If you have any feeding solid food questions, do not hesitate to leave a comment here. Ruth would love to hear from you and to help.
One of our fabulous Super Baby Food parents asked about saving time by grounding up the grains for Super Baby Porridge and Freezing for use later. we thought it was such a great question that we would share Ruth’s answer.
Regarding the freezing of Ground grains for use later, Ruth says:
I’m not really sure how long (ground grains) will keep in the deep freeze after grinding. I know that I put in my book, Super Baby Food, that they will keep for two months at refrigerator temperatures, so in the deep freeze, figure about six months or more.
Please note that in the next edition of my book (due out soon), also entitled Super Baby Food, that I will be recommending that you do NOT grind in advance. I will be recommending that you grind them immediately before cooking. The reason for this is the fresher the grain and the more recently that it has been broken open by grinding, the more nutrients it has and the less nutrient loss to air, light, and heat. So if you have a blender/grinder, I would suggest you use it daily. If you do not have a blender/grinder and borrow someone else’s to do batch grinding, then it might be more convenient if you store in the fridge up to 2 months or in the deep freezer in good-quality freezer containers for about 6 months.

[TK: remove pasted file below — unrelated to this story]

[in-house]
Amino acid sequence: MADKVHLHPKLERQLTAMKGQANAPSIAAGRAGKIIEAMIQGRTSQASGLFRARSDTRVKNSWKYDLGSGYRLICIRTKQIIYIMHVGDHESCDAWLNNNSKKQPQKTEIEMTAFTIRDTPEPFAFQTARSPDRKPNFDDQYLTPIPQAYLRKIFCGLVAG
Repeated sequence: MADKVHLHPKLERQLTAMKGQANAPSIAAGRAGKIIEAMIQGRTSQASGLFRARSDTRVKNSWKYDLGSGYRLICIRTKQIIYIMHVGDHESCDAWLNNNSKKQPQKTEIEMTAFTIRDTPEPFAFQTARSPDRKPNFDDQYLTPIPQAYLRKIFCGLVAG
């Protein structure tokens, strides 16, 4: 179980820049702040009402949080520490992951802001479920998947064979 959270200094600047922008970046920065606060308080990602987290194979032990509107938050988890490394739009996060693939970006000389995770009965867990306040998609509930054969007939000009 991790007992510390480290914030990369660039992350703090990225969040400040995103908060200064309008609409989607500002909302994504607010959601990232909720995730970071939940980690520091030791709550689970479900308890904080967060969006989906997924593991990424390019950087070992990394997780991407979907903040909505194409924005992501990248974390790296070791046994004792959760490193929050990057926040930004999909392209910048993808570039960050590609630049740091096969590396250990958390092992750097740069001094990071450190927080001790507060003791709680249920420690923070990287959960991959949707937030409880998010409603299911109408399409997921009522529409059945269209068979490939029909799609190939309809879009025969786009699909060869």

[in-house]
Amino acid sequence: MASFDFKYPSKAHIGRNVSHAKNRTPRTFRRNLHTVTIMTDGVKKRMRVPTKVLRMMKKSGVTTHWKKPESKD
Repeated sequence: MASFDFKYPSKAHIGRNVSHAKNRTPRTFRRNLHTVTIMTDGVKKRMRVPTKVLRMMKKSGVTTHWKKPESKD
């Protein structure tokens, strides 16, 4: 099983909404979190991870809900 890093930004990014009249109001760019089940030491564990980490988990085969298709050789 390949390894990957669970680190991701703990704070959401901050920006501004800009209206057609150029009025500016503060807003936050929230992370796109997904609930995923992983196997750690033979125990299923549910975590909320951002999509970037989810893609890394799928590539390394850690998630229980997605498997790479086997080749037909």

Thanks for writing!
In Part 1, we reviewed some baby first foods. Here are some other great first food choices.
Mashed ripe banana is an excellent first food for baby. Bananas are nutritious and very easy for your baby to digest. Many other cultures use bananas exclusively as their first baby food. Try to buy only organically-grown bananas.
Mashed, ripe avocado is also an excellent first food for baby. Avocados are extremely nutritious and contains the fatty acids that your baby needs for brain development.
Cooked, mashed sweet potato is another favorite first food for babies who are at least 4 months old. It, too, is highly nutritious and filled with beta carotene (vitamin A).